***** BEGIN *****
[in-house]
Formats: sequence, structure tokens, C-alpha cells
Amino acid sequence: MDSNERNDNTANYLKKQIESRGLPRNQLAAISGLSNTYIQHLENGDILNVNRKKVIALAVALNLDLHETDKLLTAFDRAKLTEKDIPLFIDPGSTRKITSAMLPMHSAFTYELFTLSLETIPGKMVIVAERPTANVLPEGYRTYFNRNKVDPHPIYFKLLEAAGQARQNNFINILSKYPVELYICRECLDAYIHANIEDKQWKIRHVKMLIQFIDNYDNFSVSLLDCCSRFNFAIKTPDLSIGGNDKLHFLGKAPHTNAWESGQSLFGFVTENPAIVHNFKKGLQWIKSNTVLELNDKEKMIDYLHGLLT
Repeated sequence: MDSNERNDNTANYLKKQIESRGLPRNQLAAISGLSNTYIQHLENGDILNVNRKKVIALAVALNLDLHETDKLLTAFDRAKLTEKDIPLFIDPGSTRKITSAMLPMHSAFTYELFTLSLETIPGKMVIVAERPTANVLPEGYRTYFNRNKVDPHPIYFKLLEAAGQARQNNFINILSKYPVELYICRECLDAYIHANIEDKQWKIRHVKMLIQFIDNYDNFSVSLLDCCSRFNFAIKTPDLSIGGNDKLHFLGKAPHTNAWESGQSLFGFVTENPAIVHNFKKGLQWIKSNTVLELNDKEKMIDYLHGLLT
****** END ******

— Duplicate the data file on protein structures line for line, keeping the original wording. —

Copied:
[in-house]
Formats: sequence, structure tokens, C-alpha cells
Amino acid sequence: MDSNERNDNTANYLKKQIESRGLPRNQLAAISGLSNTYIQHLENGDILNVNRKKVIALAVALNLDLHETDKLLTAFDRAKLTEKDIPLFIDPGSTRKITSAMLPMHSAFTYELFTLSLETIPGKMVIVAERPTANVLPEGYRTYFNRNKVDPHPIYFKLLEAAGQARQNNFINILSKYPVELYICRECLDAYIHANIEDKQWKIRHVKMLIQFIDNYDNFSVSLLDCCSRFNFAIKTPDLSIGGNDKLHFLGKAPHTNAWESGQSLFGFVTENPAIVHNFKKGLQWIKSNTVLELNDKEKMIDYLHGLLT
Repeated sequence: MDSNERNDNTANYLKKQIESRGLPRNQLAAISGLSNTYIQHLENGDILNVNRKKVIALAVALNLDLHETDKLLTAFDRAKLTEKDIPLFIDPGSTRKITSAMLPMHSAFTYELFTLSLETIPGKMVIVAERPTANVLPEGYRTYFNRNKVDPHPIYFKLLEAAGQARQNNFINILSKYPVELYICRECLDAYIHANIEDKQWKIRHVKMLIQFIDNYDNFSVSLLDCCSRFNFAIKTPDLSIGGNDKLHFLGKAPHTNAWESGQSLFGFVTENPAIVHNFKKGLQWIKSNTVLELNDKEKMIDYLHGLLT